The beauty of music festivals is that you’re almost bound to discover new music. And while Oshkosh Main Street Music Festival had a few larger touring bands, the vast majority of acts are locally-based. This is great for fans because it means there will be plenty of opportunities to see, and hear, more from their favorite performers.
Appleton-based Cave Paintings are set to play New Moon on 8/10/19, providing a great opportunity for fans to catch them again – and a second chance to hear what this indie rock collective offers for those who missed them the first time around.
While the group’s music is formidable in its own right, Cave Paintings also serve as a beacon of perseverance. The band’s core consists of Levi Besaw (drums and vocals) and Brianna Phillips (guitar and vocals). The pair, along with a cast of friends, have been scheming up their forthcoming debut album since around 2015. However, Phillips spent several years in and out of the hospital from worsening kidney illness that saw the band turn their focus toward health and recovery. A kidney from her brother was huge step forward, and, while emotional pain still lingered, the band sublimated that experience into reworking their collective space and further refining their music.
The band writes and records out of their DIY art space, The Train Station. Besides serving as the band’s main creative hub, The Train Station also hosts concerts and other events with a primary focus on facilitating self-actualization.
With revitalized health and a empowering space to work in, Cave Paintings is tracking to release their debut LP, DNA Soup, in 2020. However, the band’s latest EP, Primitive, provides a great first look at what’s to come and has opened doors for the group to tour extensively around the state.
Described as a “bare bones” release, Primitive is appropriately-named: the focus here is first and foremost on the songwriting. And despite this label, the five tracks are far from barren. Four of the five tracks are at least four minutes long and the songs are a far cry from the predictable patterns of pop songs, often weaving in and out of varied segments.
The EP opens with “Pink Lady”, an upbeat track laced with falsetto. The lyrics tackle doubt and anxiety which is certainly juxtaposed by the fun veneer of instrumentation. It’s also the first example we see of Besaw and Phillip’s vocal harmonies. Arguably, some of these moments feel more like gang vocals than melodic moments – but this only adds to the energy of the track.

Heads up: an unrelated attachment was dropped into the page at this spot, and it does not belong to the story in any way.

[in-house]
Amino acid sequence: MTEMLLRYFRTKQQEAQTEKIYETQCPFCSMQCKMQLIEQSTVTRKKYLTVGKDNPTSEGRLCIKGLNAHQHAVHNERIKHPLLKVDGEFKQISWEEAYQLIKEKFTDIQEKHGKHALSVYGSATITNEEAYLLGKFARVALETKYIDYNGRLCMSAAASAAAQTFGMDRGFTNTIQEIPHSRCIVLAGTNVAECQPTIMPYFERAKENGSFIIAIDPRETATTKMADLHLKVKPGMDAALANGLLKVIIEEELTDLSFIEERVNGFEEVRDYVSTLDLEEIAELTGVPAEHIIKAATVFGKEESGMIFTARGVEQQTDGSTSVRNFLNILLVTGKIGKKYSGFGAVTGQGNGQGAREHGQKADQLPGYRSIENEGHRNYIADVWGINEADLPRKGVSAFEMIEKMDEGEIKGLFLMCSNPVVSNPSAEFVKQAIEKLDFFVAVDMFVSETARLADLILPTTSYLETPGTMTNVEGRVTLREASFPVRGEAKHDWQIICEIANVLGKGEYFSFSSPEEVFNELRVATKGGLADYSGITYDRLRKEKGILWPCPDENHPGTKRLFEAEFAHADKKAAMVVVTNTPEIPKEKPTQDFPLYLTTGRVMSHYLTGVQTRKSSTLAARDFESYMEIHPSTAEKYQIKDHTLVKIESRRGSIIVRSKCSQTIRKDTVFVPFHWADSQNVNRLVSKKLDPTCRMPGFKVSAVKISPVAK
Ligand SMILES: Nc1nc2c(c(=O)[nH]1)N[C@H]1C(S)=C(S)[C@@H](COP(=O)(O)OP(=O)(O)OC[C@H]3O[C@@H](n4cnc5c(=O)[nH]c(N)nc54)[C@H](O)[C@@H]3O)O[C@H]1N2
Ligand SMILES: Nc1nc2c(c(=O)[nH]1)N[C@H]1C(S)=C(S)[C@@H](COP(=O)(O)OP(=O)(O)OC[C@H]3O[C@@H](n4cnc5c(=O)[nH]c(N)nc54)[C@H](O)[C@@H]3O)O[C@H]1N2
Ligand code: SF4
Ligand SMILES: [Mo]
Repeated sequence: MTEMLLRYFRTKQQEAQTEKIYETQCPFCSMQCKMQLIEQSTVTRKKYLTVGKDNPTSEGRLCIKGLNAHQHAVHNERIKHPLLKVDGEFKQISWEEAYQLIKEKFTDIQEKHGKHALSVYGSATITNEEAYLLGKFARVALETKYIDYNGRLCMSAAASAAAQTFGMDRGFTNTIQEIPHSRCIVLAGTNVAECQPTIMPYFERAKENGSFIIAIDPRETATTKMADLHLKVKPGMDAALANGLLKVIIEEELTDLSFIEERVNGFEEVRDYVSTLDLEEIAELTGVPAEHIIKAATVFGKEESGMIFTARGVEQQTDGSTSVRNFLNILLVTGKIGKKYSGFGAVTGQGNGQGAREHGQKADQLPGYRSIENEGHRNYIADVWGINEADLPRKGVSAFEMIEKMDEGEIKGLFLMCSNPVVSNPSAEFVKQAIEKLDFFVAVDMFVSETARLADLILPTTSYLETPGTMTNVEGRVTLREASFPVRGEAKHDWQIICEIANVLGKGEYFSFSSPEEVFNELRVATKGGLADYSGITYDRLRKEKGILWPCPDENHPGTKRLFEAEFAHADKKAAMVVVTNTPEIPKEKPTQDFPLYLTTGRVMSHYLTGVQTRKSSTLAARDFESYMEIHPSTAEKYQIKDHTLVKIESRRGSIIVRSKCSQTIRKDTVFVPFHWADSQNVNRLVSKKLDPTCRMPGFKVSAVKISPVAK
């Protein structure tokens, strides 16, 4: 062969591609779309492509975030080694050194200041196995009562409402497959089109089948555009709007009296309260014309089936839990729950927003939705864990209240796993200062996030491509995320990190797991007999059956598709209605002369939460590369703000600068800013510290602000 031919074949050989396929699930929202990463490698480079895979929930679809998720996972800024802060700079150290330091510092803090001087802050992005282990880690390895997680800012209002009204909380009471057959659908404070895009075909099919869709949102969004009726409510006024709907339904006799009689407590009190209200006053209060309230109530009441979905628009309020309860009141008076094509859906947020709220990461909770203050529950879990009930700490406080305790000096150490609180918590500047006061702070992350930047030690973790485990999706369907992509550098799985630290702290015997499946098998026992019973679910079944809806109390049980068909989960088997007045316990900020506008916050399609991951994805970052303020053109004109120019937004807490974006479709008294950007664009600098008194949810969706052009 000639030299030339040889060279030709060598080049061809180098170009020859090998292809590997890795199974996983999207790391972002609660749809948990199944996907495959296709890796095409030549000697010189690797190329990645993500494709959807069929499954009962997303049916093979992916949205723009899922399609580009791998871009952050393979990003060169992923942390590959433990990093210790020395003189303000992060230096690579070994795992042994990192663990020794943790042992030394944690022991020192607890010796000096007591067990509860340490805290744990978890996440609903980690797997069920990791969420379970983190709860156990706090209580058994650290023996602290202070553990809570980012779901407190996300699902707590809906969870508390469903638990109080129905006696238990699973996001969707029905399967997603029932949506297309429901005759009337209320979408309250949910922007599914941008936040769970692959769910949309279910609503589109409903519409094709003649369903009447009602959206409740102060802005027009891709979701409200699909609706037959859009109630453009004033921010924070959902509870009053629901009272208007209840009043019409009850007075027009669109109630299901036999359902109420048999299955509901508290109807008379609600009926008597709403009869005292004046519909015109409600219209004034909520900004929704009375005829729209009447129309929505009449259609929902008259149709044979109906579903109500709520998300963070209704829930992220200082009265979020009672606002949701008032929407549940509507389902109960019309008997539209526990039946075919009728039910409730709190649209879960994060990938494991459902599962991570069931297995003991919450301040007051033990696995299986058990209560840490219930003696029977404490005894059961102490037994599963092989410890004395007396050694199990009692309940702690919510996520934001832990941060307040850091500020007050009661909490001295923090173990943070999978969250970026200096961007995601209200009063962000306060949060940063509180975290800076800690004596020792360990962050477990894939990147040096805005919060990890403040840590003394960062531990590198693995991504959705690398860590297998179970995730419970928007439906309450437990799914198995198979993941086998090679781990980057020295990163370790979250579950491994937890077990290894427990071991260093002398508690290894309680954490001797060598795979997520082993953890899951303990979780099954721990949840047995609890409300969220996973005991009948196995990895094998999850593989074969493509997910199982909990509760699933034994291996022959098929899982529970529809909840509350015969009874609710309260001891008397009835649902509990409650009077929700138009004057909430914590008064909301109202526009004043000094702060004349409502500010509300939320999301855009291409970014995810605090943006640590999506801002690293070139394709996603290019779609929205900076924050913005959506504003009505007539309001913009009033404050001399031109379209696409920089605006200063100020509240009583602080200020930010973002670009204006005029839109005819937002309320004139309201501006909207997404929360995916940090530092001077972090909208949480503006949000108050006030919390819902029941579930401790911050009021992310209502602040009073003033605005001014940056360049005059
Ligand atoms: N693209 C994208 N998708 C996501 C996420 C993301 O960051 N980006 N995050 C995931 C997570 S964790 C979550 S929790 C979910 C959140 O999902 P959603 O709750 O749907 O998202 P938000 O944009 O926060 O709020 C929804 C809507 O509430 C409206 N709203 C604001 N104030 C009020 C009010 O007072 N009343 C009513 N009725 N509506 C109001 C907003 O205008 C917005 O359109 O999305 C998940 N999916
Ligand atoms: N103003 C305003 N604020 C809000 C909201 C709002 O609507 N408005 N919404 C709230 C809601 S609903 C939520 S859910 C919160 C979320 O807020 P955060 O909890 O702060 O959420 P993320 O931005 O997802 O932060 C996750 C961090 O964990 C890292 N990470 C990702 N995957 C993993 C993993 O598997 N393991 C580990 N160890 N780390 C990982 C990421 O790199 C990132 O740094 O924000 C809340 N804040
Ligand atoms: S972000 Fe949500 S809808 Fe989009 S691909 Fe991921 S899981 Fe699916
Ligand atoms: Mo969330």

“Outlets” changes pace as Besaw takes lead on vocals. The track has a stronger folk core than its predecessor, but the harmonies add a degree congruity.
“You’re Good” coincidentally isn’t just what you’d say to the band in-person; it’s the EP’s third track. It’s a quiet track somewhat reminiscent of the defunct and little-known band Slow Bird. Rhythmically, the track relies heavily on cymbals to fit the overall moodiness. Throw in some pinch harmonics on guitar for good measure and you’re left with a captivating song. Add in a twist ending where things speed up quite a bit and it’s obvious that Cave Paintings isn’t afraid to defy convention in their songwriting.
Besaw takes lead once again on “Generation Anxiety”. It’s a more interesting track compared to “Outlets”, serving as the most aggressive track on the album. Ultimately, it could best be described as folk-punk, with gritty vocals and incredibly tight drumming. It’s also example of the band’s lyrical poetry, with lines like “So I can’t promise to be honest / cause the truth would paralyze / The inertia of our atoms giving voice to our designs”. It’s no mystery the band has an interest in philosophy (a quote from Plato’s “Allegory of the Cave” can be found on the band’s site) and this certainly translates into their lyrical content.
“Dark Matter” closes out the EP. In some manner, it’s Besaw’s equivalent of “You’re Good”. It’s an ethereal track that largely lacks drums. This negative space only makes the track feel more pensive, and it’s a good close to the EP.
The biggest downside to the EP ultimately is that it’s merely a sign of what’s yet to come. The band’s live performance only expands upon the energy of what’s on the recording, and while Primitive is not weak in any stretch, it’s part of a puzzle that is still unfinished. Ultimately, it’s a good introductory point to Cave Paintings but you’ll need to see them live or wait for DNA Soup to get the full experience.
Check out “Pink Lady” below. The full EP is available here on Bandcamp.